As far as opening gambits for novels go, here's a good one: a man with no memory and the inability to feel pain shows up in a small Texas town and goes to work for a two-bit carnival that barely puts twenty paying butts in the seat every night. The man, who has no idea how he showed up in Texas bloody and wearing a suit, starts an act where he shoots nails through his hands every night to the delighted, squeamish satisfaction of the growing crowds. He doesn't know his name, so they call him Numb.
Meet Numb: A Novel (written by Sean Ferrell, Harper Perennial, 2010).
As Numb quickly rises up in the circus to the main act, the other circus freaks have mixed opinions. One, a strongman known as The It, thinks that Numb is just spectacle. He's not a performer. He's a human pincushion who shoots himself full of nails.
It doesn't take long before Numb attracts a more sinister kind of opportunity to exploit his unique condition. A wealthy Texas oilman offers a large sum of money to see him wrestle a lion. Numb agrees, but he's not exactly sure why he's doing this.
Throughout his early adventures, Numb remains surprisingly rooted in the real world and feels very human ... despite the almost garish and painful subject matter. In the first half of the book, Numb loses so much blood, it’s like a horror flick. This poor guy at one point is nailed down, hands and feet, to a stinking bar while strangers pay $100 each for the privilege of driving another nail through his flesh.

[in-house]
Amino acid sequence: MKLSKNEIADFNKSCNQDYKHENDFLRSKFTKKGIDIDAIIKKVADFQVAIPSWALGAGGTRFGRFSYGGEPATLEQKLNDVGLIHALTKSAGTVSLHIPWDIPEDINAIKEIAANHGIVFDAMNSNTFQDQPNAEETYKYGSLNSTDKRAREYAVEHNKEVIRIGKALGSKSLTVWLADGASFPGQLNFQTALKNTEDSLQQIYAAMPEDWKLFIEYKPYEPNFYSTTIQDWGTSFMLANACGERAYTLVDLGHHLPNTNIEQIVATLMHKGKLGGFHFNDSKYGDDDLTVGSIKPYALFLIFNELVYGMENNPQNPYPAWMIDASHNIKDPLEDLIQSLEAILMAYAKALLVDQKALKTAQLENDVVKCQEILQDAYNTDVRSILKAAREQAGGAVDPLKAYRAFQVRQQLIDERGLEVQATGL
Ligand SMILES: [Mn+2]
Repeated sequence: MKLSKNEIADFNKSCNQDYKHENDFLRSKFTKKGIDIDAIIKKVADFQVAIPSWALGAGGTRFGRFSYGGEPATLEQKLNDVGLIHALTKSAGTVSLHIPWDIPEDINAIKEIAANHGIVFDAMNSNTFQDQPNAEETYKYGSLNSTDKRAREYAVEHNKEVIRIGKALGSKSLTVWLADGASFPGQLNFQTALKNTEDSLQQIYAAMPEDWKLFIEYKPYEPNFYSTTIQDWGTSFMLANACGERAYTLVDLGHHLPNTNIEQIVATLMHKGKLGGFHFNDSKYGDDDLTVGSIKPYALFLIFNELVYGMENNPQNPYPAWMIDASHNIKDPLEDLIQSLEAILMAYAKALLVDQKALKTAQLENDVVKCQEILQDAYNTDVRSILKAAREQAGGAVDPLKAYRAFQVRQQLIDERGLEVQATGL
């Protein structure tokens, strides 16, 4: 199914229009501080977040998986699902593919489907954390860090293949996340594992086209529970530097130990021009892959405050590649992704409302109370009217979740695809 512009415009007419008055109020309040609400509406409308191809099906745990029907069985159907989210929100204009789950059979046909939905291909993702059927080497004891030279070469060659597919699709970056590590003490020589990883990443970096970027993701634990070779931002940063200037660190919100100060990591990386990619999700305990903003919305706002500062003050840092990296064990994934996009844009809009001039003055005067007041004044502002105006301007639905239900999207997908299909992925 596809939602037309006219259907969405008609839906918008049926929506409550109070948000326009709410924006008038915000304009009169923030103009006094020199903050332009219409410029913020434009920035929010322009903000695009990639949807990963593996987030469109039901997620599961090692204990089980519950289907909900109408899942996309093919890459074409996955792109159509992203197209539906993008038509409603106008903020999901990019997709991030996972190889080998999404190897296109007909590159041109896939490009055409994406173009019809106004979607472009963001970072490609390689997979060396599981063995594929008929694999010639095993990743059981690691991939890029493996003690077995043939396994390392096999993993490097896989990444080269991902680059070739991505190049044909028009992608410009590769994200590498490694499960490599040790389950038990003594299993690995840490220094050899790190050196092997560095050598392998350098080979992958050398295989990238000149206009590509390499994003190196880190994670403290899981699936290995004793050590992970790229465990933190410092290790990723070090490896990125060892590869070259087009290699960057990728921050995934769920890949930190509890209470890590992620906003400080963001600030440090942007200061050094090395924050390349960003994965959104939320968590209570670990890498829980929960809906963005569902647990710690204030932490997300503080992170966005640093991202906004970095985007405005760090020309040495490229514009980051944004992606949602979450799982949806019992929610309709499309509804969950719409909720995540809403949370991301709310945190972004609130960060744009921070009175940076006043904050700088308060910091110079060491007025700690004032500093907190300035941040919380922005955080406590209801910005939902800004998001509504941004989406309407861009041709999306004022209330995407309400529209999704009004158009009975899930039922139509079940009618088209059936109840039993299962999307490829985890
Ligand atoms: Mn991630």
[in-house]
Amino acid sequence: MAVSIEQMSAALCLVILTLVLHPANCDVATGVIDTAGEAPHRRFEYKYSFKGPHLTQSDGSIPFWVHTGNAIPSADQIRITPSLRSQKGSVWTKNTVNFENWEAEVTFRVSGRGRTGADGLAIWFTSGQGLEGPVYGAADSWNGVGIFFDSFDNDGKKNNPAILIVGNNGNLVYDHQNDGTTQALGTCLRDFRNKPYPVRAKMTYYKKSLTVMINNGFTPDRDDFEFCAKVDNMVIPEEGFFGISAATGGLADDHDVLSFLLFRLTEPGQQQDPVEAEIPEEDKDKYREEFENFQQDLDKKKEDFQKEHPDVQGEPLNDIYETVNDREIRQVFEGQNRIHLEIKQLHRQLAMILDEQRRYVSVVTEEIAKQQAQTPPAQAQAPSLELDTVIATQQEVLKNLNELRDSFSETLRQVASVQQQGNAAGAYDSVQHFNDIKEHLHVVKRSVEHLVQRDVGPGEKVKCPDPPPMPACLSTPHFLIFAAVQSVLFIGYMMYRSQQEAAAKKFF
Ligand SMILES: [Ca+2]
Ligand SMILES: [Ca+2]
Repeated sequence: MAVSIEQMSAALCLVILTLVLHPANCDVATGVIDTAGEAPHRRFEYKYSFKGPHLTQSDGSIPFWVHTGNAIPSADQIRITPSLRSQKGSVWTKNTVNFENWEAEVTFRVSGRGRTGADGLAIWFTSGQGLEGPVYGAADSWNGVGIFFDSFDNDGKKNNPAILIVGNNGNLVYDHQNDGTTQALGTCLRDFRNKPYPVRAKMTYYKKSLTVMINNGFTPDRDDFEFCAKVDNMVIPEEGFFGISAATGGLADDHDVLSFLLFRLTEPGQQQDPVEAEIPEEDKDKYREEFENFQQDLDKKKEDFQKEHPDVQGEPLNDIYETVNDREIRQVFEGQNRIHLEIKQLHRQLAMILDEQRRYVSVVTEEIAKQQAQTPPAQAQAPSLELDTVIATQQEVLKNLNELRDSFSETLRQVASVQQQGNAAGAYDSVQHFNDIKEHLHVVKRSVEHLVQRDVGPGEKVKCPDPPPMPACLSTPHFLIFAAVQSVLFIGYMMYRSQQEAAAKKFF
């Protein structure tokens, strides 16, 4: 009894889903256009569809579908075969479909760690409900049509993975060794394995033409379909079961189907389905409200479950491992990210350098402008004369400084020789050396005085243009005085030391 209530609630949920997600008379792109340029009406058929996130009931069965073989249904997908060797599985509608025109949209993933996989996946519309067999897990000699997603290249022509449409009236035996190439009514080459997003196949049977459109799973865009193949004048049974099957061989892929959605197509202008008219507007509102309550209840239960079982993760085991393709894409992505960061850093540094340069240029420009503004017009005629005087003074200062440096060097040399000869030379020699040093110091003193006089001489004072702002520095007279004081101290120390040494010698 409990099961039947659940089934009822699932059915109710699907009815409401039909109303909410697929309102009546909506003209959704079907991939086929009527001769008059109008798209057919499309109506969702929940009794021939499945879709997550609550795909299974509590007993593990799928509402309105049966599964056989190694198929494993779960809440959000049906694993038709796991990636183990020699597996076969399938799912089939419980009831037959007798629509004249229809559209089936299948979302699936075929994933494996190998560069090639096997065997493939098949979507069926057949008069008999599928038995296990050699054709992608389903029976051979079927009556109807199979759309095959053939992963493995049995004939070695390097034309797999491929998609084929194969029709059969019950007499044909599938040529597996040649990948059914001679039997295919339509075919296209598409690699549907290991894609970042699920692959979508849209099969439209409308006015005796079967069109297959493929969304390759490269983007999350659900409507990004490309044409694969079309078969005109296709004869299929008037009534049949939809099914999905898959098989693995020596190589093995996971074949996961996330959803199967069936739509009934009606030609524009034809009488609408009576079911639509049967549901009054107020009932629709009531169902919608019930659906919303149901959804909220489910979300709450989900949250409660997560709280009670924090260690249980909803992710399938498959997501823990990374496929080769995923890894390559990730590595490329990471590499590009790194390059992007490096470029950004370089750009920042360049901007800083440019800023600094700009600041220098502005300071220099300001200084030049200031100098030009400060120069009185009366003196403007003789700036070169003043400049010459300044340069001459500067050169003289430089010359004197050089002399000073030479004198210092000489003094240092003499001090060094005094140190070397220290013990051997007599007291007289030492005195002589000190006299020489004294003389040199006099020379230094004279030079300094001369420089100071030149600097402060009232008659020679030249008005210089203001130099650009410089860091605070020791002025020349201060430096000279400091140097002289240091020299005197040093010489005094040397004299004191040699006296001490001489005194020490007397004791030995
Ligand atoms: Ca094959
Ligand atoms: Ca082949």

Of course Numb is a metaphor—or at least it works like one. In Numb the man, people find a perfectly exploitable human being. Since he cannot feel, and since he is so very different, he is the ideal canvas on which others can paint their ambitions, cruelties and sick fascinations. It's true that the metaphor is carried a bit far; after relocating to New York City, Numb is recruiting by an agent who makes him famous. Yet aside from his freakish nature, it's hard to understand exactly what qualities or talents propel Numb to fame. A great deal of thematic energy is spent on the idea of Numb as an artist, but the exact nature of his art is harder to understand.
But still, I really liked this book—rather, I should say this book really stuck with me. Numb is so perfectly passive, so immune to the world, that when he does awaken, it’s especially sweet and heartfelt. The writing is clean and has moments of pure ambition and insight. And the central conceit—a man who is victimized by his own indifference and unique nature, then slowly awakens to the realization that he is the central actor in his life—is instantly recognizable.
Overall: 3.5 out of 5 stars